Nutrient Management for Farmers

Have a 590 Nutrient Management Plan or interested to hear what is new? You're invited to the Washington/Ozaukee Farmer Update Meeting - Wed. January 23 at The Columbian in West Bend. RSVP by Fri. January 18th.


A2809-Nutrient Application Guidelines for Field, Vegetable, and Fruit Crops in Wisconsin (2016)


There are two separate environmental risks, groundwater and surface water, associated with application of nutrients. The Land & Water Conservation Division maintains a GIS layer that identifies areas that have a high risk of negative envirnomental impacts if nutrients, either organic or commercial, are applied to the soil at critical times of the year or through inappropriate application methods.

The USDA-Natural Resource Conservation Service 590 Nutrient Management Code was used as a guide for the development of this layer, which consists of the following components:

1) SOILS - < 20" to bedrock, < 12" to apparent water table, high permeability rates, steep slope of 12% or greater and planning units of >9% identified by the Land Conservation Office.

2) SURFACE WATER - areas within 300' of navigable waters (rivers and streams) and areas within 1000' of naviable waters (lakes, ponds or flowage).

As fields are walked, concentrated flow channels are identified.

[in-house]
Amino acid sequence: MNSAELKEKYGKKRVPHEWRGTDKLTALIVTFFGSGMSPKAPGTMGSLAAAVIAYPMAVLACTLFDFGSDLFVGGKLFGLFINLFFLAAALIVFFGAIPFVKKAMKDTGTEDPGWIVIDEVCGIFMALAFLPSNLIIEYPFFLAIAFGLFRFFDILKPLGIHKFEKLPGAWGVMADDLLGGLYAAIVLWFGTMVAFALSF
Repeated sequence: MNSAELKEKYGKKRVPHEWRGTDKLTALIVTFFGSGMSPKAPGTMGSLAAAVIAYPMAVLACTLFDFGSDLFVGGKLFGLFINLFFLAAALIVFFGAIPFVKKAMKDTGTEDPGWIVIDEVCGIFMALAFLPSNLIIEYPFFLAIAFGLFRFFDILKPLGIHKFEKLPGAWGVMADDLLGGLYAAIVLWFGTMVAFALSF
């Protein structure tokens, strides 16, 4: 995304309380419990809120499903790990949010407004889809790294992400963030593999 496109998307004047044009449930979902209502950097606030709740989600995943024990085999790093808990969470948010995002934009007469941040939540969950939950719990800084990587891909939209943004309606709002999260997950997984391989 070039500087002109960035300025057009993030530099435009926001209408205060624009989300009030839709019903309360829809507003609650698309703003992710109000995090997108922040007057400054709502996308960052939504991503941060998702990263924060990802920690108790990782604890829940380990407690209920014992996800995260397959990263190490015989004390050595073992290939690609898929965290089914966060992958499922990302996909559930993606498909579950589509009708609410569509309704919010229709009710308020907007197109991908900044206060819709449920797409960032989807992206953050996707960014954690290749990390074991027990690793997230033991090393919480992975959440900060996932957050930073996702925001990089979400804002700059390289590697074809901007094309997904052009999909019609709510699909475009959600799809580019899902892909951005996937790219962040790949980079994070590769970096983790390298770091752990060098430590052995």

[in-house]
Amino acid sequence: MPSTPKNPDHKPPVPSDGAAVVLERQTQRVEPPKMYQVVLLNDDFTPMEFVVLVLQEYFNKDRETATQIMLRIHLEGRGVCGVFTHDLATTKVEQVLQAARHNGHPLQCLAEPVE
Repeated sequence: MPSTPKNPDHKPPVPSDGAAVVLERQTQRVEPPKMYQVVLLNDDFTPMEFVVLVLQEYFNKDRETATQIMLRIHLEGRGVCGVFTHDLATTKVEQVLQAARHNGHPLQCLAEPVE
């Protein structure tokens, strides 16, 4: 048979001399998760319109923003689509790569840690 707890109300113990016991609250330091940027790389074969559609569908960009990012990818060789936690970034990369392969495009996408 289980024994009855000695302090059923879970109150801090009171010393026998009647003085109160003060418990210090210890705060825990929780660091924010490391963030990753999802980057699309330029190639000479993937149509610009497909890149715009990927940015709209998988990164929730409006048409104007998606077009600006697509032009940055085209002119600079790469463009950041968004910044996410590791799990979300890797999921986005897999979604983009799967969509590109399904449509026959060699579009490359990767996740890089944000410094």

Application Risk Area Maps (County GIS)
Washington County's publicly accessible interactive website now includes nutrient management. Zoom in with the + button to see runoff risk and groundwater risk areas. Parcel boundary and non agricultural areas will also be shown.
GIS Interactive Mapping
The Department of Agriculture has a nutrient management application site as well.
DATCP Interactive Mapping

Runoff Risk Map Website (Dept. of Ag)

The Runoff Risk Advisory Forecast map shows day-to-day risk of runoff occurring across Wisconsin using National Weather Service forecaset methods that consider precipitation, soil moisture and individual basin characteristics.

Manure spreading decisions should be made with consideration of this tool to avoid unneccesary pollution of nearby surface water and groundwater and loss of valuable nutrients for your crops.